New results extend hopes for drugs that supply antibodies to fight COVID-19, suggesting they can help keep patients out of the hospital and possibly prevent illness in some uninfected people.
Eli Lilly said Tuesday that a two-antibody combo reduced the risk of hospitalizations or death by 70% in newly diagnosed, non-hospitalized COVID-19 patients at high risk of serious illness because of age or other health conditions. All 10 deaths that occurred in the study were among those receiving placebo rather than the antibodies.
Separately, Regeneron Pharmaceuticals Inc. said partial results from an ongoing study suggest its drug combo completely prevented symptomatic infections in housemates of someone with COVID-19. Importantly, the drug was given as multiple shots rather than through an IV. The need for an infusion has greatly limited the use of antibody drugs in the pandemic because of healthcare shortages.
None of the new results have been published or reviewed by other scientists, and the Regeneron ones were based on only one quarter of patients in its study and were not a planned early analysis.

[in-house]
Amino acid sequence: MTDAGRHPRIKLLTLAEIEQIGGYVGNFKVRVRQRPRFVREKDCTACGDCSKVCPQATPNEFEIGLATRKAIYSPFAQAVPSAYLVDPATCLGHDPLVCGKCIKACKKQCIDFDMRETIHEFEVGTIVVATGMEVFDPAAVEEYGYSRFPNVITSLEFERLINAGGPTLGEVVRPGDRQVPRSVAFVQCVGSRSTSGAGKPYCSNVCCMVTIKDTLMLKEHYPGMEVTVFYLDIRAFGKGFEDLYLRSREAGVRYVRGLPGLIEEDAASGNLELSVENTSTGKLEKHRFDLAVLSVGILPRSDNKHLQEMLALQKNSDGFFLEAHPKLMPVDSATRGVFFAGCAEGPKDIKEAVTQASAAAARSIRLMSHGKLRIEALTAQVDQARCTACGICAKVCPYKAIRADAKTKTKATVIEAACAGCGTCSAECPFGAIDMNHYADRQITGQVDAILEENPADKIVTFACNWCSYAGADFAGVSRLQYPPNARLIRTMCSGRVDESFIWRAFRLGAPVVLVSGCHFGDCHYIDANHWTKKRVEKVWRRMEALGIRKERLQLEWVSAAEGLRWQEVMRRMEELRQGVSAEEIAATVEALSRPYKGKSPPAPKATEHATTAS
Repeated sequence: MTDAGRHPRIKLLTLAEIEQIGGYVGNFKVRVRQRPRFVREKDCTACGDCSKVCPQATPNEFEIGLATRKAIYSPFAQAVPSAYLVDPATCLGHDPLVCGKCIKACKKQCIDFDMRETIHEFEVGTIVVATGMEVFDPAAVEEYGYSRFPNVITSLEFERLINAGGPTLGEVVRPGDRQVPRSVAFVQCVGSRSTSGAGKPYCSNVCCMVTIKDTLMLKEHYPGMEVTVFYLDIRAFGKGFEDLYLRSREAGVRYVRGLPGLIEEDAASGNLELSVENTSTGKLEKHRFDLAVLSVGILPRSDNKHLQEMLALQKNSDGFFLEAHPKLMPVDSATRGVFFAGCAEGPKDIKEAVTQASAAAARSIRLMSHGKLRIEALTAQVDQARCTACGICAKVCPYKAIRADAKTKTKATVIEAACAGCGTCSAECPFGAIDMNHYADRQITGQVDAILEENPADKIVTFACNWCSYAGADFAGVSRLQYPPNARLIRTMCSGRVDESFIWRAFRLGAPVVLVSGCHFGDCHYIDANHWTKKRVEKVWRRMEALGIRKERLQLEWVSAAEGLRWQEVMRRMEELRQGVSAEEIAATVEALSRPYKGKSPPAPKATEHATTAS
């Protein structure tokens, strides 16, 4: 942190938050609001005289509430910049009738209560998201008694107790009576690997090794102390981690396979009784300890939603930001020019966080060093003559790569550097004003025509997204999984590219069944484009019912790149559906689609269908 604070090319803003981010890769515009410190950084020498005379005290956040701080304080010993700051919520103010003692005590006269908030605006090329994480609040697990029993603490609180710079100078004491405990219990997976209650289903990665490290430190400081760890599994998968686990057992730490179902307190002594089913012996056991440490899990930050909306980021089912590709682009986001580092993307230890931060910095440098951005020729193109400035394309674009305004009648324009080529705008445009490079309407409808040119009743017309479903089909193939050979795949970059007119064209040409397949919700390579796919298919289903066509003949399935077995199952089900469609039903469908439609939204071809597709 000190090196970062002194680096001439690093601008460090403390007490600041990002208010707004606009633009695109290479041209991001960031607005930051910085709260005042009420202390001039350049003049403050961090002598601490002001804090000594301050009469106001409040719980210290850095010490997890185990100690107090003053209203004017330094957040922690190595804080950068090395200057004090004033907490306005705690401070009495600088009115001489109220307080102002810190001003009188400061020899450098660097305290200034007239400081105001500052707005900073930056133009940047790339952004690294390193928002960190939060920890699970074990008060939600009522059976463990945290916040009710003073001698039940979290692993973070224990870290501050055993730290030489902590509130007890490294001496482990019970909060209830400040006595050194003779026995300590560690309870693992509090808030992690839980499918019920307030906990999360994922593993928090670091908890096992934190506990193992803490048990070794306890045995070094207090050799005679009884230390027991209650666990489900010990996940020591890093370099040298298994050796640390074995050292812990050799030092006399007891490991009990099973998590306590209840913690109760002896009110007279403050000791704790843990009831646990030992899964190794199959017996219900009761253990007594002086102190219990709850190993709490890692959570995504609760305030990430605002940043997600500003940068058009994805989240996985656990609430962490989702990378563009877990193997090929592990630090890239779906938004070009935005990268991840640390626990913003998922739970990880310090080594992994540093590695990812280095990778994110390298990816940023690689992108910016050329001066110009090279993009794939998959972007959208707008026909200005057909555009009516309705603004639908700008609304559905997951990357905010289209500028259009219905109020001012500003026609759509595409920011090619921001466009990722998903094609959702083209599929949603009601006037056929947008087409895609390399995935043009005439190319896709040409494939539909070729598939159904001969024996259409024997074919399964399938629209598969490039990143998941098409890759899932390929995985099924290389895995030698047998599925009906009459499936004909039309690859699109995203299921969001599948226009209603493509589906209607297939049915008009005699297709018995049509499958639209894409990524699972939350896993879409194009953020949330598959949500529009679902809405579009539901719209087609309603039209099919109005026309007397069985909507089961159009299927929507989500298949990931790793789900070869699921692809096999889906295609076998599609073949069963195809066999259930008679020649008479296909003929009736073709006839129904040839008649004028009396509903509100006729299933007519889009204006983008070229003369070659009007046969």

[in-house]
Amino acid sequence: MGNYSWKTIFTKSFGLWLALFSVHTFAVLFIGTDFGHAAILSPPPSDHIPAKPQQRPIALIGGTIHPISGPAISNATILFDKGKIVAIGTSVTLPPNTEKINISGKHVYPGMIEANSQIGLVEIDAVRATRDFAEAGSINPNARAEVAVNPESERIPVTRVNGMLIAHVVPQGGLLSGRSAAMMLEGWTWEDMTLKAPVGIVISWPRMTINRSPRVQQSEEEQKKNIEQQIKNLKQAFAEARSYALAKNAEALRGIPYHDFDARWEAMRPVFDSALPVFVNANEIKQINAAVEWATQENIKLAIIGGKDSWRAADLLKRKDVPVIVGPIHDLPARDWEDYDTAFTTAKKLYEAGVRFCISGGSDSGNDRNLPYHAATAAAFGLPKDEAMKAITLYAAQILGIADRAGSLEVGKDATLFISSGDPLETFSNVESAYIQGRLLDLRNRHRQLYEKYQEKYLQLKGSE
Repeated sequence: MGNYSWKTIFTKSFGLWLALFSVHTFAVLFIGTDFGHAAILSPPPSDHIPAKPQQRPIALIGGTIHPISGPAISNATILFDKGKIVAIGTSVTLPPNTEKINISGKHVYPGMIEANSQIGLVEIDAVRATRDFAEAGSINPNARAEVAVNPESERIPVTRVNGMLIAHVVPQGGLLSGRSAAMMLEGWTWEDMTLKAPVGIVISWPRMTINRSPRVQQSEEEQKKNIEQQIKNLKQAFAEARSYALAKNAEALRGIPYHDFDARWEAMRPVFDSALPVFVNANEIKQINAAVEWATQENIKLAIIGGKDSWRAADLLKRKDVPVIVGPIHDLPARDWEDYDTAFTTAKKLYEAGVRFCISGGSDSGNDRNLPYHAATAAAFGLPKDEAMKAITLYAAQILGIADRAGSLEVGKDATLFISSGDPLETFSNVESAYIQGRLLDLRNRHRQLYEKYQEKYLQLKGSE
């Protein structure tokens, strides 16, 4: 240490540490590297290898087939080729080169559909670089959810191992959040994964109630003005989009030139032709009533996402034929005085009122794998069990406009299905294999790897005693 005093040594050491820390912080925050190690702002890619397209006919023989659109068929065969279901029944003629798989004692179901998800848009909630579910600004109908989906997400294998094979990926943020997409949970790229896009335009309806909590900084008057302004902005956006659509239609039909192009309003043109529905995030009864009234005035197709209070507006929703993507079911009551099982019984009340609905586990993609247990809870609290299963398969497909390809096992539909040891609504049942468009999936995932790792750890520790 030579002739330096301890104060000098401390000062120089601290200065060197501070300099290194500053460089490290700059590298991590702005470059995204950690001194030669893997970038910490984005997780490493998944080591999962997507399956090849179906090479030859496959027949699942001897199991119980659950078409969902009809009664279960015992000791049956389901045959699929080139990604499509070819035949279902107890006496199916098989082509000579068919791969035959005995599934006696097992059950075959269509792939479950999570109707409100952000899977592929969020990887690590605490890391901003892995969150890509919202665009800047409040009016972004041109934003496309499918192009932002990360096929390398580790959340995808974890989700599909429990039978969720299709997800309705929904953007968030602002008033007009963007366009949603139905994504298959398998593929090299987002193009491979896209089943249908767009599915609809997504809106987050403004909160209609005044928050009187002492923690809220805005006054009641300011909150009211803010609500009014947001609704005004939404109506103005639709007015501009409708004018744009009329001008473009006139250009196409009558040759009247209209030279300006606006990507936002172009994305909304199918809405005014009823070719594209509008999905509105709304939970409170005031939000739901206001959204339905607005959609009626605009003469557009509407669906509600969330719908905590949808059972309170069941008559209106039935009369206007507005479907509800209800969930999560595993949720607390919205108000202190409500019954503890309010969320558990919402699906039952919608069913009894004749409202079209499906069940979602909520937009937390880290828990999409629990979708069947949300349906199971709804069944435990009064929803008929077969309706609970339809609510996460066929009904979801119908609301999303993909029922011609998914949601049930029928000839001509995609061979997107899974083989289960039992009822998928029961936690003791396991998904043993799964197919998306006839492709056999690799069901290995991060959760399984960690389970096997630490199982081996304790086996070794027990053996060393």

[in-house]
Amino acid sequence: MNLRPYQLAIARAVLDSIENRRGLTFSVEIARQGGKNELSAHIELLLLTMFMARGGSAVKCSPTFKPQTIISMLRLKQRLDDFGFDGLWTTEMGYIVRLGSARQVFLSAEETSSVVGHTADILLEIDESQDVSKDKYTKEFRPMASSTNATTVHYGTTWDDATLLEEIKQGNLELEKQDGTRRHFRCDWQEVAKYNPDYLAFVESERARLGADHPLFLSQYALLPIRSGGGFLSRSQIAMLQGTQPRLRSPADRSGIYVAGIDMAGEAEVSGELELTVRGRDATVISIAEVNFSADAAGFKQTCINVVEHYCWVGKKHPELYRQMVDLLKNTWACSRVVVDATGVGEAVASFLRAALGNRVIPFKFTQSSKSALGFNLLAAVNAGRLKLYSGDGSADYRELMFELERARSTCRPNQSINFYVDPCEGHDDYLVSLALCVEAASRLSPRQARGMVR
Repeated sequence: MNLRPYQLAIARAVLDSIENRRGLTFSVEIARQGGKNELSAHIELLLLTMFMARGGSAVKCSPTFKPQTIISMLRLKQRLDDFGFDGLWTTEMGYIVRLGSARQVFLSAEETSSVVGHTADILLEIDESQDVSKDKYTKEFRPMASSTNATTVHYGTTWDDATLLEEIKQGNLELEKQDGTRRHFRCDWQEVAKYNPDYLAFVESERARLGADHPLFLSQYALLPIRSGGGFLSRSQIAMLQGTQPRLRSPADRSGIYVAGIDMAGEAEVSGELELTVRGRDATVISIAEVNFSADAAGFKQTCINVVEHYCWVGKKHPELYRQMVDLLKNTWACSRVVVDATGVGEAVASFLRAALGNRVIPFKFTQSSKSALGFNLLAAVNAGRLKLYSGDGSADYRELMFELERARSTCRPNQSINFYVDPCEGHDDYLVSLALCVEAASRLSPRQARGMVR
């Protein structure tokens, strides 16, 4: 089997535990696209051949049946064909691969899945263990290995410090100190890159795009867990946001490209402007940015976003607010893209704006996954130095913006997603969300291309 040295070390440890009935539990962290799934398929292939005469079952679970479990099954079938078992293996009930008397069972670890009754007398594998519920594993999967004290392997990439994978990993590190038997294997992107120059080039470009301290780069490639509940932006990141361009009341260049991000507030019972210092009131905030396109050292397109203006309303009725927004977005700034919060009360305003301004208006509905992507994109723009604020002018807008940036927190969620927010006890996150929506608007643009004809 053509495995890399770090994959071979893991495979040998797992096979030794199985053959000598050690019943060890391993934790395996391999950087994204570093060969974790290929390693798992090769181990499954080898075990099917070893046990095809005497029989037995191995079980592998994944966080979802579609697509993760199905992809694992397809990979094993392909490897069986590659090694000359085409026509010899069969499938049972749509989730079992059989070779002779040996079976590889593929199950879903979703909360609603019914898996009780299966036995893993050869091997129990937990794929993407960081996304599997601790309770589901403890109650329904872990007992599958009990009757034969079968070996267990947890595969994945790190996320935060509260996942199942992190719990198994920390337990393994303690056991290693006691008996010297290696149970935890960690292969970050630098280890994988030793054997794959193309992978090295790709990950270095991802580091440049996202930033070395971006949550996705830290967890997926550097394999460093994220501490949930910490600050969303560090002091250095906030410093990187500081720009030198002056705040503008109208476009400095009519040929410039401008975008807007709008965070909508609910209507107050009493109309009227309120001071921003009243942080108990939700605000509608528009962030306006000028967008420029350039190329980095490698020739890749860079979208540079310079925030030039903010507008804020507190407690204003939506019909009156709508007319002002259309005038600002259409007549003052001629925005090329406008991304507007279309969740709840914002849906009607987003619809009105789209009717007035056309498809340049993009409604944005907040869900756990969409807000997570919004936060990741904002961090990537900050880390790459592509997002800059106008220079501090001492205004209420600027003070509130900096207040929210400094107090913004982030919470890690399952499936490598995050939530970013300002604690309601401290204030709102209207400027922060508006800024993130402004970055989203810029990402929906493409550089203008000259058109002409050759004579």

Antibodies are proteins that attach to a virus and block it from infecting cells, but it takes several weeks after infection or vaccination for the most effective ones to form. The drugs aim to help right away, by supplying concentrated doses of one or two antibodies that worked best against the coronavirus in lab tests.
U.S. regulators have allowed emergency use of some Lilly and Regeneron antibodies for mild or moderate COVID-19 cases that do not require hospitalization while studies of them continued.
The drugs are also being tested to prevent infection in those at high risk of it. That's called "passive vaccination" because it supplies antibodies rather than prompts the body to make them. Both companies are asking regulators to expand authorization of their drugs based on the new findings.
Regeneron's results were on the first 409 people in a study that has enrolled more than 2,000 so far. All tested negative for the virus but live with someone who has COVID-19.
There were roughly half as many infections among those given the drug versus a placebo, and none on the drug developed any symptoms. Infections also were shorter and the amount of virus lower among those given the drug.
Lilly's new results were from a study of 1,035 non-hospitalized patients recently diagnosed with COVID-19. About 2% on the drug were later hospitalized or died versus 7% of the placebo group.
Last week, Lilly said one of the two antibodies helped prevent illness among residents and staff of nursing homes in a different study. The four deaths that occurred in that study were all among those given placebo.